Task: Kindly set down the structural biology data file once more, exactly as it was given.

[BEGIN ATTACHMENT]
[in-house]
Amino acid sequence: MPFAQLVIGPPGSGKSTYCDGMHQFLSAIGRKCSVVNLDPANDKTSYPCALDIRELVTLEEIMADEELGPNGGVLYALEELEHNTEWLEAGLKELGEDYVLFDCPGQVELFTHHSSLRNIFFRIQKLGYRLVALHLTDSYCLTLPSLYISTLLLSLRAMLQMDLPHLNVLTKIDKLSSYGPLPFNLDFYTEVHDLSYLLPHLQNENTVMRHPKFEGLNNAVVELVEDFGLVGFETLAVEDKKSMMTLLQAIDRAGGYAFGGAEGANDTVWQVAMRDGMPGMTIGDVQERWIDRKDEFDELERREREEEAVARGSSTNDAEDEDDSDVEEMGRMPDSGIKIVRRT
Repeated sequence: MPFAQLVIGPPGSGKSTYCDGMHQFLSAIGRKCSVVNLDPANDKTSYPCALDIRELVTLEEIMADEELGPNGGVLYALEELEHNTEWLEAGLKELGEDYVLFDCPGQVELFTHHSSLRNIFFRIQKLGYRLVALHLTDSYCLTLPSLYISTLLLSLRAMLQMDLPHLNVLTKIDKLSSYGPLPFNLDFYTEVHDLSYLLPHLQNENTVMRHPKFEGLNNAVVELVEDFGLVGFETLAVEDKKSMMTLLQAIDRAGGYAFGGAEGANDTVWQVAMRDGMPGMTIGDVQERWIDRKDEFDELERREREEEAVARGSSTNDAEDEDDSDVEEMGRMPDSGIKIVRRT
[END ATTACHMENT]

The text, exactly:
[in-house]
Amino acid sequence: MPFAQLVIGPPGSGKSTYCDGMHQFLSAIGRKCSVVNLDPANDKTSYPCALDIRELVTLEEIMADEELGPNGGVLYALEELEHNTEWLEAGLKELGEDYVLFDCPGQVELFTHHSSLRNIFFRIQKLGYRLVALHLTDSYCLTLPSLYISTLLLSLRAMLQMDLPHLNVLTKIDKLSSYGPLPFNLDFYTEVHDLSYLLPHLQNENTVMRHPKFEGLNNAVVELVEDFGLVGFETLAVEDKKSMMTLLQAIDRAGGYAFGGAEGANDTVWQVAMRDGMPGMTIGDVQERWIDRKDEFDELERREREEEAVARGSSTNDAEDEDDSDVEEMGRMPDSGIKIVRRT
Repeated sequence: MPFAQLVIGPPGSGKSTYCDGMHQFLSAIGRKCSVVNLDPANDKTSYPCALDIRELVTLEEIMADEELGPNGGVLYALEELEHNTEWLEAGLKELGEDYVLFDCPGQVELFTHHSSLRNIFFRIQKLGYRLVALHLTDSYCLTLPSLYISTLLLSLRAMLQMDLPHLNVLTKIDKLSSYGPLPFNLDFYTEVHDLSYLLPHLQNENTVMRHPKFEGLNNAVVELVEDFGLVGFETLAVEDKKSMMTLLQAIDRAGGYAFGGAEGANDTVWQVAMRDGMPGMTIGDVQERWIDRKDEFDELERREREEEAVARGSSTNDAEDEDDSDVEEMGRMPDSGIKIVRRT